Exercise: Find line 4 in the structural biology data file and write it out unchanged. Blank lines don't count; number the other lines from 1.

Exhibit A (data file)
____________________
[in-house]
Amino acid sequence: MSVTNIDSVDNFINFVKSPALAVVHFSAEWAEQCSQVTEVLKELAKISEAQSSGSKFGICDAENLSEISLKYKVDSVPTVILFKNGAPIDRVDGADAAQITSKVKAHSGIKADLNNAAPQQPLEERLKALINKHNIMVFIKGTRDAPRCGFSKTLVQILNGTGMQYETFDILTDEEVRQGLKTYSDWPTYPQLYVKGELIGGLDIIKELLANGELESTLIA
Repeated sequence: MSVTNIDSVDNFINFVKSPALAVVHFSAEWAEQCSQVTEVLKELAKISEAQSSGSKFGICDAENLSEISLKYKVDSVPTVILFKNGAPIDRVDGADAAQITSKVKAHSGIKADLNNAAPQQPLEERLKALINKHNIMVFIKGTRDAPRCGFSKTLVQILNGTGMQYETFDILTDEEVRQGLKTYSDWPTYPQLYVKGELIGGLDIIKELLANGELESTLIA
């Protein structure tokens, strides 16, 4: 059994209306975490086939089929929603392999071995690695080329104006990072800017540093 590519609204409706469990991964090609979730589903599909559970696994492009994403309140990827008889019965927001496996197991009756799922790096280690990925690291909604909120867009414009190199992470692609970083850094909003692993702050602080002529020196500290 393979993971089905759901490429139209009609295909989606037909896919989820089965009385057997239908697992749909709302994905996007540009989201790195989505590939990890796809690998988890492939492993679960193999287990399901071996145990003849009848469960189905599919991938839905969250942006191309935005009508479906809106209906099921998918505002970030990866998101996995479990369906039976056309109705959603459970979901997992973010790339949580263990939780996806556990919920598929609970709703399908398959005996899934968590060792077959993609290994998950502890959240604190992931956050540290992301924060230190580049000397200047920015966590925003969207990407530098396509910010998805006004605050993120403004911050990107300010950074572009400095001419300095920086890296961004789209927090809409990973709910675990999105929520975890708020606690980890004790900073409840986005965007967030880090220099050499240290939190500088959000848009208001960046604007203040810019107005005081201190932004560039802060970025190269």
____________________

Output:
């Protein structure tokens, strides 16, 4: 059994209306975490086939089929929603392999071995690695080329104006990072800017540093 590519609204409706469990991964090609979730589903599909559970696994492009994403309140990827008889019965927001496996197991009756799922790096280690990925690291909604909120867009414009190199992470692609970083850094909003692993702050602080002529020196500290 393979993971089905759901490429139209009609295909989606037909896919989820089965009385057997239908697992749909709302994905996007540009989201790195989505590939990890796809690998988890492939492993679960193999287990399901071996145990003849009848469960189905599919991938839905969250942006191309935005009508479906809106209906099921998918505002970030990866998101996995479990369906039976056309109705959603459970979901997992973010790339949580263990939780996806556990919920598929609970709703399908398959005996899934968590060792077959993609290994998950502890959240604190992931956050540290992301924060230190580049000397200047920015966590925003969207990407530098396509910010998805006004605050993120403004911050990107300010950074572009400095001419300095920086890296961004789209927090809409990973709910675990999105929520975890708020606690980890004790900073409840986005965007967030880090220099050499240290939190500088959000848009208001960046604007203040810019107005005081201190932004560039802060970025190269």